The naked and charred remains of 28 year old model Yulia Loshagina were found dumped in woodland close to the Urals city. Loshagin and his wife quarrelled at a 22 August 2013 party at their loft penthouse, two court hearings were told.
He struck her legs, then pulled her hands behind her head, turning her with force, and breaking her neck, a judge found.
A day later he took her body to a forest where he doused her in petrol before setting fire to her remains near Pervouralsk, some 50 km from Yekaterinburg.
He also deleted CCTV footage likely to have included incriminating evidence against him.
The first case led to Loshagin being found not guilty but this was reversed in December but this was reversed today when judge Alexandra Evladova convicted him to a ten year sentence in a penal colony for murdering his wife who he had frequently photographed for glamour magazines.
Testimonies of a number of guests at the party – who supported Loshagin’s claims of innocence – were rejected by the judge because they were friends of him.
The judge said: ‘The guilt of Dmitry Loshagin is proven. He was the last person to have seen his wife. I sentence him to ten years in a penal colony.’
His lawyer called the verdict ‘political’ and vowed to appeal. Loshagin had consistently denied any role in her death. An hour before she was killed, she was violently raped, according to medical evidence heard at his trials. However, Loshagin was not accused of rape.
Her face and hands was so badly disfigured that her body could only be identified by DNA evidence.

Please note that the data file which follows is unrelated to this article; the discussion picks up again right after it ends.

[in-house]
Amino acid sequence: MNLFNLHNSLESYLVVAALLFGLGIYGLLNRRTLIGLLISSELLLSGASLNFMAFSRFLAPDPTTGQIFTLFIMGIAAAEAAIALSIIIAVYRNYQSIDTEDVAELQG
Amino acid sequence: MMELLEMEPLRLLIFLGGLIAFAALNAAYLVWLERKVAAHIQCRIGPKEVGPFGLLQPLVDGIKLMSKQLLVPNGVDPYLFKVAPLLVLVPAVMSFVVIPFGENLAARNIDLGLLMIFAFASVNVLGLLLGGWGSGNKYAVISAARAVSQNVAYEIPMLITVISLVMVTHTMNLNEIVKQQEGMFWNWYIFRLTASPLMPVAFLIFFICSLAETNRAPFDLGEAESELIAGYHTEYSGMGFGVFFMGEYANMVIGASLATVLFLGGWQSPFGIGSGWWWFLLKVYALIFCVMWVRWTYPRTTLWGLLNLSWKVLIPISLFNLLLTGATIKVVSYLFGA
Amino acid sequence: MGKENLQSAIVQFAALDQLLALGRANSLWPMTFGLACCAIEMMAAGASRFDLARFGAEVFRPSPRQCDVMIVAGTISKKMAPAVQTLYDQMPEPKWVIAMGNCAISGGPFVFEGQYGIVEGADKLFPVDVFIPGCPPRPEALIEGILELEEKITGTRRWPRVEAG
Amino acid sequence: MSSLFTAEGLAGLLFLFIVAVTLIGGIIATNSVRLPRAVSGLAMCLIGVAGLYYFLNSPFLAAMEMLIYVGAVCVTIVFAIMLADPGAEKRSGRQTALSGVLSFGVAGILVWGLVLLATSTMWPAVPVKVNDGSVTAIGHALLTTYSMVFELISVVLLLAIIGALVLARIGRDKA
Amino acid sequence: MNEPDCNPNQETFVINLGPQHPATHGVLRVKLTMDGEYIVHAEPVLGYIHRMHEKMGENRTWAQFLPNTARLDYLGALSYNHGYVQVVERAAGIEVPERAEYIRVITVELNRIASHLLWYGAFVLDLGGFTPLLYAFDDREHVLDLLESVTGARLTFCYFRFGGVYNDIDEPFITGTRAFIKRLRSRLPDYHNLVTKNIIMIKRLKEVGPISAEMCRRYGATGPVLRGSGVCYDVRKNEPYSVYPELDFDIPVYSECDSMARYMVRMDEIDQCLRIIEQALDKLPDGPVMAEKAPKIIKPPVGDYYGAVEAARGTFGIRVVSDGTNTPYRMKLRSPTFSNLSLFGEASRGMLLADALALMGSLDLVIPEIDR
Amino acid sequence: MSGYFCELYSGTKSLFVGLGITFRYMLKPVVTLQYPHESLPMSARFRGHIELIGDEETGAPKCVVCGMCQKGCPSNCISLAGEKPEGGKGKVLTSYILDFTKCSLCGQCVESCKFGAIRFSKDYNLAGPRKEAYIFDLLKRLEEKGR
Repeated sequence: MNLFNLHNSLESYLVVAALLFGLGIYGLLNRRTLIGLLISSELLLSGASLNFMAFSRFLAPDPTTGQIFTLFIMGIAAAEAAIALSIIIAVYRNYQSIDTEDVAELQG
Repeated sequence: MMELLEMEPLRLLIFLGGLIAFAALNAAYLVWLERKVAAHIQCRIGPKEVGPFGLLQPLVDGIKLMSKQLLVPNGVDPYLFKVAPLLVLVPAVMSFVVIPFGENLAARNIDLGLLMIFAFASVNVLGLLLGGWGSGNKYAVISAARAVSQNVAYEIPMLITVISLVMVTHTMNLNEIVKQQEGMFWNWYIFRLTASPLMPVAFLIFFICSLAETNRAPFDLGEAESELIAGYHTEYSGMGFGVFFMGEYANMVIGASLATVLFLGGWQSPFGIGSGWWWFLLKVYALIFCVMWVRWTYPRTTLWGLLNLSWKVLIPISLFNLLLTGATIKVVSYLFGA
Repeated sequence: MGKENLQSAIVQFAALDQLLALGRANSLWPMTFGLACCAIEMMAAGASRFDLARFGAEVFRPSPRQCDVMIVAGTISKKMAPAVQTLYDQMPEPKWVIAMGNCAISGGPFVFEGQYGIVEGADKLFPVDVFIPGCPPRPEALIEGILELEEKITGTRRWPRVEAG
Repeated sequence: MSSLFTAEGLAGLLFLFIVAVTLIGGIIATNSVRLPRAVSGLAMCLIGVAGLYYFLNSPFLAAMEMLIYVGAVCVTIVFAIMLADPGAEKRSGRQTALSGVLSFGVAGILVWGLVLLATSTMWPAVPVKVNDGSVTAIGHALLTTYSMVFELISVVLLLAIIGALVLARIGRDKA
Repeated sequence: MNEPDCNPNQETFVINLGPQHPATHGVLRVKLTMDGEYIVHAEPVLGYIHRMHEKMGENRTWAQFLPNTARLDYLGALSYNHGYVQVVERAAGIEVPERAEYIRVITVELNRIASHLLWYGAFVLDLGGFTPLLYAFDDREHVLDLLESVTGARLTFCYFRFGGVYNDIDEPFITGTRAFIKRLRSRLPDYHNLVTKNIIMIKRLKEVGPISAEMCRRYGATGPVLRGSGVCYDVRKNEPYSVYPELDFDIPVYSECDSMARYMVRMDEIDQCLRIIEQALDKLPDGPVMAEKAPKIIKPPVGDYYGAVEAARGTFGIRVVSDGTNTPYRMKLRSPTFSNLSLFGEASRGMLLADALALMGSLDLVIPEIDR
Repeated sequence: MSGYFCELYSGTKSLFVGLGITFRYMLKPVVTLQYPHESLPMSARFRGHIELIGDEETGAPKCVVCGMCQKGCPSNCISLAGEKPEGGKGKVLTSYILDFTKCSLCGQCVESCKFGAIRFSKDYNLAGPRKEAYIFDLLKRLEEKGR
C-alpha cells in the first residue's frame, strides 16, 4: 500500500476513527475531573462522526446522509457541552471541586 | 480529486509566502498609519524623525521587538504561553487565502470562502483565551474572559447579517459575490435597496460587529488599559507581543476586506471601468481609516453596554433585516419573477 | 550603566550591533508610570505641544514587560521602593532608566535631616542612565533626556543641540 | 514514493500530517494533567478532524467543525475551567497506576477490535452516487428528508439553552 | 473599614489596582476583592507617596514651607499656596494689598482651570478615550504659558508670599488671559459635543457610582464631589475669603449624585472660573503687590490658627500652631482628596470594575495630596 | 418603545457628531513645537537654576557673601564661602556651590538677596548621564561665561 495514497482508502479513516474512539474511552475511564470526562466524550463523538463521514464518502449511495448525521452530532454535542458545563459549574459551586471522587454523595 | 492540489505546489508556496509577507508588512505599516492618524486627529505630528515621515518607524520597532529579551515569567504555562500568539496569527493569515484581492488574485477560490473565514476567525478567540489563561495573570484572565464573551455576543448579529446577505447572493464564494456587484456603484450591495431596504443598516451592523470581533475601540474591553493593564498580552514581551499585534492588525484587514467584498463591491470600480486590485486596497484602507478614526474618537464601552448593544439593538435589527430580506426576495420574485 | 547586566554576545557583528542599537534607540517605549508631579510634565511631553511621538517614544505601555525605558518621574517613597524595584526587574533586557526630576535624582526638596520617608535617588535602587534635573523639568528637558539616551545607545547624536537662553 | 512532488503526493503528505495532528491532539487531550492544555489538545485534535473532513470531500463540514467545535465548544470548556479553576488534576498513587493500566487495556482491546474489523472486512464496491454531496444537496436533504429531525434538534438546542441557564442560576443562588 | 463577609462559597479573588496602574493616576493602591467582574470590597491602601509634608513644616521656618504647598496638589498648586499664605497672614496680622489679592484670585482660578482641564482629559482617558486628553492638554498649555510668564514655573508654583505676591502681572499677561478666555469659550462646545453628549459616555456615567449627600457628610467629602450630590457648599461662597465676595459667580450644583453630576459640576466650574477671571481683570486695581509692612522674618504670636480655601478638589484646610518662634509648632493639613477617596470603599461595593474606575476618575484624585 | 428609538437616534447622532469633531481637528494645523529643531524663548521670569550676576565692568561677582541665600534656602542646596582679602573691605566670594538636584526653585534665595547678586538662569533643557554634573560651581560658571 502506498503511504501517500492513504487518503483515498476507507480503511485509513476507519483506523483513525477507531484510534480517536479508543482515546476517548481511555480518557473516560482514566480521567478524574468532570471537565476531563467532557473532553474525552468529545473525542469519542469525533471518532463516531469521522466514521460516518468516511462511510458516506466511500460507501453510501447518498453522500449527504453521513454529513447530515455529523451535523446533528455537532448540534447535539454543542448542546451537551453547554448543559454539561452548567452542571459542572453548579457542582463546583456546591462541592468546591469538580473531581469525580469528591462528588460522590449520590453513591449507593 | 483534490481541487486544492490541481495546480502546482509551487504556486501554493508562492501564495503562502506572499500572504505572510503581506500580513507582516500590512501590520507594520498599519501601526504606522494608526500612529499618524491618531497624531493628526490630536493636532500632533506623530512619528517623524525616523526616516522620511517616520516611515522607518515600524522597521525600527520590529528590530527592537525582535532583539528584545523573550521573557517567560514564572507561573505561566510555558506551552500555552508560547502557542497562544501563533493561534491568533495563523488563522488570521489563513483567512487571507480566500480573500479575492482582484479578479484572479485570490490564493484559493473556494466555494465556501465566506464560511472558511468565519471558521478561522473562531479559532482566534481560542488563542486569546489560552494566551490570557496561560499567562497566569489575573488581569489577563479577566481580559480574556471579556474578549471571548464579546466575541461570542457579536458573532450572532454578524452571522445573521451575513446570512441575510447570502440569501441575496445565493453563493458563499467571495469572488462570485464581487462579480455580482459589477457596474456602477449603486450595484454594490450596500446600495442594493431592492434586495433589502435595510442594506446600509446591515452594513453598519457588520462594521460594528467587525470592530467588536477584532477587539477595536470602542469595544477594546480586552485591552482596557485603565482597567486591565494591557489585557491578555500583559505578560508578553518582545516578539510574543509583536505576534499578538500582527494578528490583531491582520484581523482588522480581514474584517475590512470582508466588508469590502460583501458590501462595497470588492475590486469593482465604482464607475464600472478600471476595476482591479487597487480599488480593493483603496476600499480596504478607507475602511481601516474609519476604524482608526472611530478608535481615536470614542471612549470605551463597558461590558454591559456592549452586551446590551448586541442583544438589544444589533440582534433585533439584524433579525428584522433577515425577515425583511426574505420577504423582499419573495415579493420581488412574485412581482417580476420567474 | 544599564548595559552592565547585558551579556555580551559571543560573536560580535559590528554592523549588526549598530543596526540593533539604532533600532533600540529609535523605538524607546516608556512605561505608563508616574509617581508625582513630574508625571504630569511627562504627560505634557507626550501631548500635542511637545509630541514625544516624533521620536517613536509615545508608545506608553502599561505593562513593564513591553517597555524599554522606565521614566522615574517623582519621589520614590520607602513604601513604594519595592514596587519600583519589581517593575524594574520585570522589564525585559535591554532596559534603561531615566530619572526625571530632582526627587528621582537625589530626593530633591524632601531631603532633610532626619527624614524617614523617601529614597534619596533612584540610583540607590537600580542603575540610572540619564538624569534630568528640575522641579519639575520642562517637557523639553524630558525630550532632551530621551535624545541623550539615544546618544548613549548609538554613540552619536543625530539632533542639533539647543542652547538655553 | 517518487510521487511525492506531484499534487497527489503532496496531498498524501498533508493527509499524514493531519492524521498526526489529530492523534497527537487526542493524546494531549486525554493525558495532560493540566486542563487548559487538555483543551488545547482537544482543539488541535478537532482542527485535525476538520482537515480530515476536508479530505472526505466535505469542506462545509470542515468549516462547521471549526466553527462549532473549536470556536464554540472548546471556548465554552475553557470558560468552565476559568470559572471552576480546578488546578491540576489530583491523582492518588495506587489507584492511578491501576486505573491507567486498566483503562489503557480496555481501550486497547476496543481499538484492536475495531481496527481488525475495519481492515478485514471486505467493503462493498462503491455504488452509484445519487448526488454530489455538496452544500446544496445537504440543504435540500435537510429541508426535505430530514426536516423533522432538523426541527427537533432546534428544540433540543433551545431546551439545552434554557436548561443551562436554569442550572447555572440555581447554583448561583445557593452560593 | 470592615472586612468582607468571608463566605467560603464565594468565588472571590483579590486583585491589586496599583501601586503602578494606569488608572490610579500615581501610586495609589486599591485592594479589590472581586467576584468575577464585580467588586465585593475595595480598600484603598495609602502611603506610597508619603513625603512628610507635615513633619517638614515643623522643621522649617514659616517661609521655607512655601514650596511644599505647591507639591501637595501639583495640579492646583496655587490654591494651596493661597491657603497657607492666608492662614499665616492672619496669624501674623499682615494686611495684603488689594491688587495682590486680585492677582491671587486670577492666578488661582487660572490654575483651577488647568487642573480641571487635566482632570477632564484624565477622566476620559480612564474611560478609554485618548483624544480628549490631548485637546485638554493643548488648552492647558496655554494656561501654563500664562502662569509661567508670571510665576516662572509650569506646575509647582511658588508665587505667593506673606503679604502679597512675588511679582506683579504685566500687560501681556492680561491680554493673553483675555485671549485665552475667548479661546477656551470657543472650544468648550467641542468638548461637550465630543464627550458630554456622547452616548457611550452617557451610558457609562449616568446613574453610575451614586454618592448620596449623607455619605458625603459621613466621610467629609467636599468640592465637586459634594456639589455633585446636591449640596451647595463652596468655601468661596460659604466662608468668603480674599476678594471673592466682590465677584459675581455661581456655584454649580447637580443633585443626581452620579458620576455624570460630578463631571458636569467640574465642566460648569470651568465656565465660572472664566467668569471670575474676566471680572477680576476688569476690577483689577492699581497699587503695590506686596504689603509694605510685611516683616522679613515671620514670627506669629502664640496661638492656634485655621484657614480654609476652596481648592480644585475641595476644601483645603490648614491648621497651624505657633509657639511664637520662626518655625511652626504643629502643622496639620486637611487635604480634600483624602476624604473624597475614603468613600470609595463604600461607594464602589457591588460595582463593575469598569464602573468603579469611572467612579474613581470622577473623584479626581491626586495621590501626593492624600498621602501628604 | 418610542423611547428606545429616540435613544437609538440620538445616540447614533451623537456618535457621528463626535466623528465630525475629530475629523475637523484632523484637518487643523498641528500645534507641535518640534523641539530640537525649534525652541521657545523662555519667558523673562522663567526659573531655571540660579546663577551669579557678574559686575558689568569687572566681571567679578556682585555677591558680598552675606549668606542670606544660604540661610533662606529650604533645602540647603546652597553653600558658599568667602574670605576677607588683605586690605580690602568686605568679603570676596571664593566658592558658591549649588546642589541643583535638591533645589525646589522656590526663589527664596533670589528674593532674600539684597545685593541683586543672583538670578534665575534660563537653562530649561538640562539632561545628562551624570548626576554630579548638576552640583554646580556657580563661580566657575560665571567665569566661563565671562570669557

The case attracted lurid attention with allegations leaked by investigators to newspapers, among them an extraordinary claim that he had killed her because she had infected him with AIDS. In fact, she was healthy when she died and Loshagin was not infected.
Another claim was that she died during a bizarre sex session with Loshagin, but again there was no evidence presented in court other than the discovery of two dildos in the flat the couple shared.
Loshagin’s lawyers complained these versions were evidence that he was framed for a murder he did not commit, and pointed out that he was not accused of rape.
Yet another claim was that Yulia was killed by a professional assassin hired by an alleged lover, an unnamed ‘elderly’ local official whose identity was hidden. Investigators discounted claims she had a secret boyfriend.
His mobile phone was found to have been used in the area close to where her corpse was dumped.
Logashin insisted that he had told investigators his suspicions over who murdered his wife and hid her body. After the first trial, he had said: ‘I endured my wife’s death, horrific accusations, betrayal and humiliation. I have spent 15 and a half months in prison. I simply want to get back to my normal life.’
He said he had told investigators his suspicions of who killed his wife. ‘But they didn’t pay attention,’ he said. ‘As an investigator said to me: ‘According to our statistics, as a rule, a husband kills. So, you’ll be in jail’.’
He claimed that at the party he overheard his wife take a call from a mystery man who he assumed to be her lover, and agree to meet him at Moscovsky Trakt camping, near the forest where he body was later found.
He decided not to make a scandal at the party but to speak to her afterwards. However, she left without talking to him, according to him.
He searched her suitcase and found some white powder which, he claims, he emptied into the toilet, leaving no traces. According to his version, his wife was carrying cocaine for a gang but ‘something went wrong, and Yulia was killed’, he said.
He said: ‘After Julia did not return home on 23 August, I went a couple of times to this camping place at Moskvsky Trakt. I was looking for her. I showed her photos to the guards, and cafe staff. But my search brought no results.’
This is why his phone signal was located in the area.
Loshagin’s mother-in-law, Svetlana Ryabova, said she was always convinced of his guilt. She had demanded a re-trial after he was acquitted.
‘Of course, no one can bring me back my daughter, but I am satisfied, that’s all,’ she said.